I’ve said previously that grouping of friends within Facebook was an inevitable new feature because of the very logic of the service, and that this would substantially aid Facebook’s effort to edge out LinkedIn as the place for both professional and personal networking. If Facebook wants to accurately represent the “social graph” it needs to enable users to account for the fact that some friends are closer than others.
Facebook users got some great news just before Christmas (and in my family time off, with three straight days of Christmas visitors I haven’t been blogging, so I’m just getting around to writing about it.) Facebook has implemented the first phase of friend grouping, and it’s really well done.
Applications like “Top Friends” and “Circle of Friends” are fine, but the problem is they are out there for everyone to see. So if you add someone to a group using one of those applications, everyone who has access to your profile can see who is in what groups.
The best thing about the new baked-in friend grouping in Facebook is that it’s private. I’ve created five new friend groups, for example, but they’re only visible to me. So I can organize my Facebook friends in a way that makes sense to me, which enables me to have various spheres that reflect the reality of how close we are.
The other neat new part of the Facebook friend grouping is the ability to send a group message to everyone in the group. Here’s a message I sent earlier today to my Family friends.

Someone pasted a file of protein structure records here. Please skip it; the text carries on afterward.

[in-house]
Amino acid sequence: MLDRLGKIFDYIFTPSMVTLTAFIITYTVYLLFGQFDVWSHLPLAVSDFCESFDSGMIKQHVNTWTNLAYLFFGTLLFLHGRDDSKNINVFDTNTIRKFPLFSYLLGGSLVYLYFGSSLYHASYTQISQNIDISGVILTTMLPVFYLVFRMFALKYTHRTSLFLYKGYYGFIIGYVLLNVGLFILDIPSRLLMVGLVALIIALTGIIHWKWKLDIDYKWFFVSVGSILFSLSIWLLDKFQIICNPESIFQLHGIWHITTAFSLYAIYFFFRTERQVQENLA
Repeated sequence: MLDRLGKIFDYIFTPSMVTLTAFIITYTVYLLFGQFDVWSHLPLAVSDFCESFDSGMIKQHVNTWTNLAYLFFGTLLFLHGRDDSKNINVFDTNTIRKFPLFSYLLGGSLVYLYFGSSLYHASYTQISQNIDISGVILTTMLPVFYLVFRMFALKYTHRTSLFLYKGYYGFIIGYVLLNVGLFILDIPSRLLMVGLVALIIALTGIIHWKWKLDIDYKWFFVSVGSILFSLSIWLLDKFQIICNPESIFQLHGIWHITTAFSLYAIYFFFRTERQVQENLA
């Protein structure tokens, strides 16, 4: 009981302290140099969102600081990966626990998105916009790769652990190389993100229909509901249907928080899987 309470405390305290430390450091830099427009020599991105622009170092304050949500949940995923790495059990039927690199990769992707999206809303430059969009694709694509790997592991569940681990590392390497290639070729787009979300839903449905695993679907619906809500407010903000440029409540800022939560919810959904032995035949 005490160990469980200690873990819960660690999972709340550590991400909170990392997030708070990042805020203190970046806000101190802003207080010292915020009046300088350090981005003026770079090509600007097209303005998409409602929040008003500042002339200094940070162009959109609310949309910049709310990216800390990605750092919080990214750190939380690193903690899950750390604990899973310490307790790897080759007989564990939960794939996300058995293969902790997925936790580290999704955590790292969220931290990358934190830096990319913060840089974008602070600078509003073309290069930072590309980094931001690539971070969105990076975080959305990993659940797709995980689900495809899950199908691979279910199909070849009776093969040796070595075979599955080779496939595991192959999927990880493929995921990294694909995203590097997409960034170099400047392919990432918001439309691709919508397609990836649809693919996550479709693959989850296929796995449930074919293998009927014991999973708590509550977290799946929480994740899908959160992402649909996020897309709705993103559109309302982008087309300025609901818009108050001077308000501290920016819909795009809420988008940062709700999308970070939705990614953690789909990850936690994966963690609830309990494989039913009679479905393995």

I found through sending this message that when you send a message to a group, every recipient sees the name of every other recipient. They don’t necessarily find out the name of the group list you’ve created, but they can “reply all” to all of the other members.
So, in essence, this is a great way to create a messaging distribution list, to take advantage of the spam-fighting features of Facebook. It makes it more realistic to rely on Facebook as a messaging alternative to email.
The even better news about this development of variable friend grouping in Facebook is that now we know there will be further enhancements related to these groups. As Mark Slee concluded his post in the Facebook blog:
This is just a start. Expect to see lots of new Friend Lists features in 2008 that will give you more control over the information you share on Facebook and who you share it with.
When this becomes reality, and when we can truly segregate the personal from the professional within Facebook so that professional friends won’t have complete access to our personal lives, then we will see Facebook achieve its goal of being the one-stop social utility. Then, as Nick says, sites like LinkedIn will find the competition much more difficult.